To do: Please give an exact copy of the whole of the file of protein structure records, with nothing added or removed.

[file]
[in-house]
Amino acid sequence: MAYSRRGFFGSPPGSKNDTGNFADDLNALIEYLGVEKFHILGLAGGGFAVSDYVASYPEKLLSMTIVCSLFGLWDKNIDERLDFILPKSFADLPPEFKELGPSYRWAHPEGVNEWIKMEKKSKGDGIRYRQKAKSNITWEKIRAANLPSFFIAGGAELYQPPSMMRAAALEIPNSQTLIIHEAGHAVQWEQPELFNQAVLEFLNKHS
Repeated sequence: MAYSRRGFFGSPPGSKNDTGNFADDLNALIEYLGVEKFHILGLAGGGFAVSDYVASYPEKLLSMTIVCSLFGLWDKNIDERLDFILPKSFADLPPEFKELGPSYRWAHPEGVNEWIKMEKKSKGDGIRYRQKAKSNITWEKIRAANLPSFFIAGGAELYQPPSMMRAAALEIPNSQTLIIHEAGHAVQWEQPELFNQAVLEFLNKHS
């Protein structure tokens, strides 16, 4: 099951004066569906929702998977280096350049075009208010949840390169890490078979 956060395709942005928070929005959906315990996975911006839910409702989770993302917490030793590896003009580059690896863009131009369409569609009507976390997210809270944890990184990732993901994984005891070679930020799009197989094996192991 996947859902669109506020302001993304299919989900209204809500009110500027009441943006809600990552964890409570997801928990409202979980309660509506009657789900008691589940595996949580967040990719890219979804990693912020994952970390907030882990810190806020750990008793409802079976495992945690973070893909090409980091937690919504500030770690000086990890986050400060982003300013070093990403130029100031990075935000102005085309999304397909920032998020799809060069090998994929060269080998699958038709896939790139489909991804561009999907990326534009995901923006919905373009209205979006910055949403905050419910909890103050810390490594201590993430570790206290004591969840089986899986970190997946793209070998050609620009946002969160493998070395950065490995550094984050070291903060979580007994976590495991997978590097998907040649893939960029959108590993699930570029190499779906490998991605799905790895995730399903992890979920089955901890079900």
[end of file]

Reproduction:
[in-house]
Amino acid sequence: MAYSRRGFFGSPPGSKNDTGNFADDLNALIEYLGVEKFHILGLAGGGFAVSDYVASYPEKLLSMTIVCSLFGLWDKNIDERLDFILPKSFADLPPEFKELGPSYRWAHPEGVNEWIKMEKKSKGDGIRYRQKAKSNITWEKIRAANLPSFFIAGGAELYQPPSMMRAAALEIPNSQTLIIHEAGHAVQWEQPELFNQAVLEFLNKHS
Repeated sequence: MAYSRRGFFGSPPGSKNDTGNFADDLNALIEYLGVEKFHILGLAGGGFAVSDYVASYPEKLLSMTIVCSLFGLWDKNIDERLDFILPKSFADLPPEFKELGPSYRWAHPEGVNEWIKMEKKSKGDGIRYRQKAKSNITWEKIRAANLPSFFIAGGAELYQPPSMMRAAALEIPNSQTLIIHEAGHAVQWEQPELFNQAVLEFLNKHS
């Protein structure tokens, strides 16, 4: 099951004066569906929702998977280096350049075009208010949840390169890490078979 956060395709942005928070929005959906315990996975911006839910409702989770993302917490030793590896003009580059690896863009131009369409569609009507976390997210809270944890990184990732993901994984005891070679930020799009197989094996192991 996947859902669109506020302001993304299919989900209204809500009110500027009441943006809600990552964890409570997801928990409202979980309660509506009657789900008691589940595996949580967040990719890219979804990693912020994952970390907030882990810190806020750990008793409802079976495992945690973070893909090409980091937690919504500030770690000086990890986050400060982003300013070093990403130029100031990075935000102005085309999304397909920032998020799809060069090998994929060269080998699958038709896939790139489909991804561009999907990326534009995901923006919905373009209205979006910055949403905050419910909890103050810390490594201590993430570790206290004591969840089986899986970190997946793209070998050609620009946002969160493998070395950065490995550094984050070291903060979580007994976590495991997978590097998907040649893939960029959108590993699930570029190499779906490998991605799905790895995730399903992890979920089955901890079900």